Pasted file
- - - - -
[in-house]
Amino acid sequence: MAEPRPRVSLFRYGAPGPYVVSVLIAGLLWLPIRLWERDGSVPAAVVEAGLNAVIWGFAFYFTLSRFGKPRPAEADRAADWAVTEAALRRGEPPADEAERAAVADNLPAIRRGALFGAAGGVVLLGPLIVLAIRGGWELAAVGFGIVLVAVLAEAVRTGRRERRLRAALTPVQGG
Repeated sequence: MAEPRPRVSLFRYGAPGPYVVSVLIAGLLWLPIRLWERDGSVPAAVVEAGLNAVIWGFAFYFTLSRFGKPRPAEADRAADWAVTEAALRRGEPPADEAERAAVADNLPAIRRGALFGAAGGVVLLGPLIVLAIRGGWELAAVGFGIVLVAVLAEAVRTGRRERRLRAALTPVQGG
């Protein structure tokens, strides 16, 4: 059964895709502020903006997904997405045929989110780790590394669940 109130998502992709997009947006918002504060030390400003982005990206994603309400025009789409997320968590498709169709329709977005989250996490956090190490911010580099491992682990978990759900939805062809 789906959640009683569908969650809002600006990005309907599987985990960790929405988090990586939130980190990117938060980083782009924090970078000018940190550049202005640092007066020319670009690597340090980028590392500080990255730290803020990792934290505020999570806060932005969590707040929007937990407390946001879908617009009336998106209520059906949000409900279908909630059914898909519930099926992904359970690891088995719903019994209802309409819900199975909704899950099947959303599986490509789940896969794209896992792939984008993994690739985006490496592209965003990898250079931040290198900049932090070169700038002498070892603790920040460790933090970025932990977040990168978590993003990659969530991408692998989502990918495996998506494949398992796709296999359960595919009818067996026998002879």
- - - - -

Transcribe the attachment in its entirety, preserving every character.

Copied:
[in-house]
Amino acid sequence: MAEPRPRVSLFRYGAPGPYVVSVLIAGLLWLPIRLWERDGSVPAAVVEAGLNAVIWGFAFYFTLSRFGKPRPAEADRAADWAVTEAALRRGEPPADEAERAAVADNLPAIRRGALFGAAGGVVLLGPLIVLAIRGGWELAAVGFGIVLVAVLAEAVRTGRRERRLRAALTPVQGG
Repeated sequence: MAEPRPRVSLFRYGAPGPYVVSVLIAGLLWLPIRLWERDGSVPAAVVEAGLNAVIWGFAFYFTLSRFGKPRPAEADRAADWAVTEAALRRGEPPADEAERAAVADNLPAIRRGALFGAAGGVVLLGPLIVLAIRGGWELAAVGFGIVLVAVLAEAVRTGRRERRLRAALTPVQGG
């Protein structure tokens, strides 16, 4: 059964895709502020903006997904997405045929989110780790590394669940 109130998502992709997009947006918002504060030390400003982005990206994603309400025009789409997320968590498709169709329709977005989250996490956090190490911010580099491992682990978990759900939805062809 789906959640009683569908969650809002600006990005309907599987985990960790929405988090990586939130980190990117938060980083782009924090970078000018940190550049202005640092007066020319670009690597340090980028590392500080990255730290803020990792934290505020999570806060932005969590707040929007937990407390946001879908617009009336998106209520059906949000409900279908909630059914898909519930099926992904359970690891088995719903019994209802309409819900199975909704899950099947959303599986490509789940896969794209896992792939984008993994690739985006490496592209965003990898250079931040290198900049932090070169700038002498070892603790920040460790933090970025932990977040990168978590993003990659969530991408692998989502990918495996998506494949398992796709296999359960595919009818067996026998002879």